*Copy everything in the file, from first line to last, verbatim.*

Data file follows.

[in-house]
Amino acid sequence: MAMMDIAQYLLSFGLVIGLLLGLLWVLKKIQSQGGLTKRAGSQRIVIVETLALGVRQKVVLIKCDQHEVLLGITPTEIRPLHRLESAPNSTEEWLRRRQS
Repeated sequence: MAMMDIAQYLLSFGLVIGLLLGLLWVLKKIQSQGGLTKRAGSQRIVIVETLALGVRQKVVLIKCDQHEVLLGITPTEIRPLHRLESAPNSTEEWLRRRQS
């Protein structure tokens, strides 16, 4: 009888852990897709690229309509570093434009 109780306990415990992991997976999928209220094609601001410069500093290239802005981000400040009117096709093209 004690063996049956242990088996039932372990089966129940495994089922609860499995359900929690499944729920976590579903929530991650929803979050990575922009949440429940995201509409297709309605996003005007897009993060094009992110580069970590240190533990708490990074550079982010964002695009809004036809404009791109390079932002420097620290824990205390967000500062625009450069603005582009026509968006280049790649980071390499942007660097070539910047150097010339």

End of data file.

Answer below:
[in-house]
Amino acid sequence: MAMMDIAQYLLSFGLVIGLLLGLLWVLKKIQSQGGLTKRAGSQRIVIVETLALGVRQKVVLIKCDQHEVLLGITPTEIRPLHRLESAPNSTEEWLRRRQS
Repeated sequence: MAMMDIAQYLLSFGLVIGLLLGLLWVLKKIQSQGGLTKRAGSQRIVIVETLALGVRQKVVLIKCDQHEVLLGITPTEIRPLHRLESAPNSTEEWLRRRQS
């Protein structure tokens, strides 16, 4: 009888852990897709690229309509570093434009 109780306990415990992991997976999928209220094609601001410069500093290239802005981000400040009117096709093209 004690063996049956242990088996039932372990089966129940495994089922609860499995359900929690499944729920976590579903929530991650929803979050990575922009949440429940995201509409297709309605996003005007897009993060094009992110580069970590240190533990708490990074550079982010964002695009809004036809404009791109390079932002420097620290824990205390967000500062625009450069603005582009026509968006280049790649980071390499942007660097070539910047150097010339």